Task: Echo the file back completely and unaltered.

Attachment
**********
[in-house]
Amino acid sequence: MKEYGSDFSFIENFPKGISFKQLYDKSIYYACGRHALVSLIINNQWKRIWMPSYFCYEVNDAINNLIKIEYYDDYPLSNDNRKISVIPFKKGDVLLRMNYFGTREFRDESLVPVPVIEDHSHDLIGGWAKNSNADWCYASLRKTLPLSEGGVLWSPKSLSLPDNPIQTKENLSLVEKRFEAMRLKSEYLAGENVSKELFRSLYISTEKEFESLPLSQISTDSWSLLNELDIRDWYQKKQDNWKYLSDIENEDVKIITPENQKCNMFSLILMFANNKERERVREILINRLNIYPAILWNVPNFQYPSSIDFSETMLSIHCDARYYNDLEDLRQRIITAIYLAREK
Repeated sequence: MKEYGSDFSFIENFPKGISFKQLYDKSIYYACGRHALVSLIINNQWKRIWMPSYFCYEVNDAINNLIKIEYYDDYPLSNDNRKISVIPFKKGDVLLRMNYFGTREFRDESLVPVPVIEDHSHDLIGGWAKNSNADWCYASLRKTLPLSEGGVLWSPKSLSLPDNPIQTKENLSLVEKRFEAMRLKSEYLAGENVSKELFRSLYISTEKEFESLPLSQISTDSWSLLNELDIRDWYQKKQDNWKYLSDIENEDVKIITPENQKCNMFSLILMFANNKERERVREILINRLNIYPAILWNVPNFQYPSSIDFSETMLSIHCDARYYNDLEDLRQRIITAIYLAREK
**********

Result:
[in-house]
Amino acid sequence: MKEYGSDFSFIENFPKGISFKQLYDKSIYYACGRHALVSLIINNQWKRIWMPSYFCYEVNDAINNLIKIEYYDDYPLSNDNRKISVIPFKKGDVLLRMNYFGTREFRDESLVPVPVIEDHSHDLIGGWAKNSNADWCYASLRKTLPLSEGGVLWSPKSLSLPDNPIQTKENLSLVEKRFEAMRLKSEYLAGENVSKELFRSLYISTEKEFESLPLSQISTDSWSLLNELDIRDWYQKKQDNWKYLSDIENEDVKIITPENQKCNMFSLILMFANNKERERVREILINRLNIYPAILWNVPNFQYPSSIDFSETMLSIHCDARYYNDLEDLRQRIITAIYLAREK
Repeated sequence: MKEYGSDFSFIENFPKGISFKQLYDKSIYYACGRHALVSLIINNQWKRIWMPSYFCYEVNDAINNLIKIEYYDDYPLSNDNRKISVIPFKKGDVLLRMNYFGTREFRDESLVPVPVIEDHSHDLIGGWAKNSNADWCYASLRKTLPLSEGGVLWSPKSLSLPDNPIQTKENLSLVEKRFEAMRLKSEYLAGENVSKELFRSLYISTEKEFESLPLSQISTDSWSLLNELDIRDWYQKKQDNWKYLSDIENEDVKIITPENQKCNMFSLILMFANNKERERVREILINRLNIYPAILWNVPNFQYPSSIDFSETMLSIHCDARYYNDLEDLRQRIITAIYLAREK